The opinions expressed in this commentary are solely those of Paul R. La Monica. Other than Time Warner, the parent of CNNMoney, Abbott Laboratories and AbbVie, La Monica does not own positions in any individual stocks.
You may still need your Whole Paycheck to shop at organic food giant Whole Foods. But you only need a fraction of it to buy the stock.
Whole Foods (WFM) is the worst performer in the S&P 500 this year. Shares are down nearly 35%.
Why is the stock doing so poorly? Competition from larger retailers is eating into Whole Foods' earnings.
The organic market chain's recent troubles began back in November. That's when the company lowered its sales and profit outlook for fiscal 2014.
Shares of Whole Foods are, like the organic products it sells, pretty expensive. Before the earnings warning, shares were trading at about 37 times 2014 profit forecasts. When a stock is that richly valued, investors expect nothing less than perfection.
But Whole Foods has continued to be the Wall Street equivalent of a rotting pile of produce.
Whole Foods cut its targets again in February ... and once more earlier this month. In November, it said annual profits could be as high as $1.72 a share. It now thinks that earnings could be as low as $1.52 a share.
Interestingly, Whole Foods seems to be a victim of its own success.
It's not as if customers have abandoned healthy eating. Quinoa, kale and tofu are still hot. It's just that consumers can get their organic fix ... often for much lower prices ... at places like Wal-Mart (WMT), Kroger (KR), Costco (COST) and privately held Trader Joe's.
Ironically, Wal-Mart unveiled a new partnership with organic food company Wild Oats last month. Whole Foods purchased Wild Oats in 2007 but was forced to sell the chain and the brand name in 2009 after the Federal Trade Commission ruled that the deal was violating antitrust laws.
In a not-so-subtle jab at Whole Foods, Wal-Mart noted in the headline of its press release that it would offer Wild Oats products in order to "drive down organic food prices."
In addition to facing more challenges from much bigger retailers, Whole Foods is also having to fend off scrappy upstarts ... and they all seem to be losing in the process.
And my beloved Fairway (FWM) is down nearly 66% in 2014. (Excuse me for going all hyperlocal on you. But it appears that a new-ish Whole Foods in the Gowanus section of Brooklyn is stealing some thunder from the big Fairway in Red Hook.)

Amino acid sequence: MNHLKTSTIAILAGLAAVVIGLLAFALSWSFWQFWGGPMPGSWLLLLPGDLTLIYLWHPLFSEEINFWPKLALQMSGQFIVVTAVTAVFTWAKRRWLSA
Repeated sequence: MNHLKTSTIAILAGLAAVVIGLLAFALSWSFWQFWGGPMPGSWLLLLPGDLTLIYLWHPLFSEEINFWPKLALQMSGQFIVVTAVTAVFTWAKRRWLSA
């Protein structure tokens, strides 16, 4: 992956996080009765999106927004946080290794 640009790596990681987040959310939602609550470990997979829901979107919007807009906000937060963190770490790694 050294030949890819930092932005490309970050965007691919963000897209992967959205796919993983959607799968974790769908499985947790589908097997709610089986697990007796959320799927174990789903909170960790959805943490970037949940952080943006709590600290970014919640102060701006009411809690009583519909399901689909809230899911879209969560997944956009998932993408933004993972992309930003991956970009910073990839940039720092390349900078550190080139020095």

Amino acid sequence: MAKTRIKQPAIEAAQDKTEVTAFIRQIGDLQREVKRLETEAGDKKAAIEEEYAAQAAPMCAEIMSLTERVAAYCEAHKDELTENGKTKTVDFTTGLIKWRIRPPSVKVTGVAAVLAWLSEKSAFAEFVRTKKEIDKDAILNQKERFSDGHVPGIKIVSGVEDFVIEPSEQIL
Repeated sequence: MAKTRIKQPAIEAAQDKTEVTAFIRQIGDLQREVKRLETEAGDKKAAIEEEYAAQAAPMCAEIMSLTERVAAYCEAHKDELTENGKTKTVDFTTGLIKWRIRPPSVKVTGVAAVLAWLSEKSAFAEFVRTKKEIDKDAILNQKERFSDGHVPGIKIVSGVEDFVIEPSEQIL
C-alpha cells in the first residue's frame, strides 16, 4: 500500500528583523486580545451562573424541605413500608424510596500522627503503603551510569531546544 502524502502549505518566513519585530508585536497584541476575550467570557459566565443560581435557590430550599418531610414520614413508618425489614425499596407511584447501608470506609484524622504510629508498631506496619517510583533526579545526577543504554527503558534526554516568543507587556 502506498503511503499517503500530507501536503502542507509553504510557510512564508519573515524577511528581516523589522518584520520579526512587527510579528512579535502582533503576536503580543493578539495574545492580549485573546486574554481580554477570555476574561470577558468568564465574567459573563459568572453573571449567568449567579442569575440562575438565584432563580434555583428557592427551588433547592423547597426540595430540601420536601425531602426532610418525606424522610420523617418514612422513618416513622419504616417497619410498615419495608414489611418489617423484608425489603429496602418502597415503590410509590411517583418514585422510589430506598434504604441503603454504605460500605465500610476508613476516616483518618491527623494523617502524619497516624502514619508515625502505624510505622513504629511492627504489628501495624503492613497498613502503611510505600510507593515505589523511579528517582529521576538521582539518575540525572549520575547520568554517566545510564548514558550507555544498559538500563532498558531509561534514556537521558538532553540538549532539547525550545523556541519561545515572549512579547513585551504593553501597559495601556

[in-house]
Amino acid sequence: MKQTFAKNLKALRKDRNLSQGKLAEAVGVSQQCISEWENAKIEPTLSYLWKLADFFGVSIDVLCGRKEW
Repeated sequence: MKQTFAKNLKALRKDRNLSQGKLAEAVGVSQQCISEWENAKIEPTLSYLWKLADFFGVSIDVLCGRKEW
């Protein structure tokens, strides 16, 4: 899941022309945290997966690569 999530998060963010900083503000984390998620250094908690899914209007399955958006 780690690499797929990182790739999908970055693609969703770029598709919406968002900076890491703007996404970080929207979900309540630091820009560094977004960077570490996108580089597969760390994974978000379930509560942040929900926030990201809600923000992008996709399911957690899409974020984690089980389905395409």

But back to Whole Foods. Has the stock finally bottomed? You could argue that the big sell-off is overdone. After all, the low end of the company's new earnings target of $1.52 a share is just 12% below the $1.72 a share it was predicting back in November.
Should a stock really fall more than 40% in six months due to a 12% reduction in its earnings outlook?
It might be a bit much. But bear in mind that Whole Foods has made it a nasty habit to keep cutting its targets. What's to say that Whole Foods doesn't lower its outlook again when it reports its third quarter results in late July or early August?
The biggest problem facing the company right now is ... to quote Billy Joel ... a matter of trust. (One. Two. Ah one, two, three, four! I'm from Long Island. Sorry.)
During the company's conference call with analysts after announcing earnings a few weeks ago, J.P. Morgan analyst Kenneth Goldman had a very pointed question/comment.
"One of the questions I've been getting lately is, 'Does Whole Foods management appreciate that the world has changed and there's a lot more competition out there?' I've got to be honest. I'm not really hearing anything that's suggesting management is taking this situation as seriously as some investors want you to," he said.
Whole Foods co-CEO John Mackey noted that Whole Foods has been lowering prices, but Goldman interrupted to point out that the company had been doing that for years. Mackey countered by saying that the company would be even more aggressive.
In response to another question about competition, Mackey mentioned Kroger, Trader Joe's, Sprouts and The Fresh Market by name.
He said Whole Foods is still the market share leader in organic foods and added that he thinks the growth potential in the business is the reason why "all these guys are jumping into it."
But Whole Foods can't just rest on its laurels. Mackey acknowledged that.
"I think for a long time Whole Foods had the field to ourselves, pretty much. That was nice," he said. "But we don't any longer."
Wall Street has figured that out already. That's why the stock is down. And what we might be seeing now is a realization that Whole Foods' best days are behind it.
The stock is not as frothy as it was back in November. But it still trades at 25 times fiscal 2014 earnings estimates. That may be too expensive for a company whose profits are expected to grow about 13% a year, on average for the next few years.
Just look at Kroger. Analysts are forecasting annual earnings growth of 11%, on average, for the next few years. But its stock trades at just 15 times 2014 earnings estimates.
It's no wonder then that Kroger (which also owns SoCal staple Ralphs, aka The Dude from The Big Lebowski's favorite supermarket) has been a hit at Wall Street's checkout line this year. (Is there a Ralphs around here?)
Consumers (and investors) may be willing to pay more for quality. But if you can buy a wheat berry salad at Kroger for a much cheaper price than at Whole Foods, then you probably will. Same goes for the stocks. Whole Foods is no longer worth the premium it once commanded.
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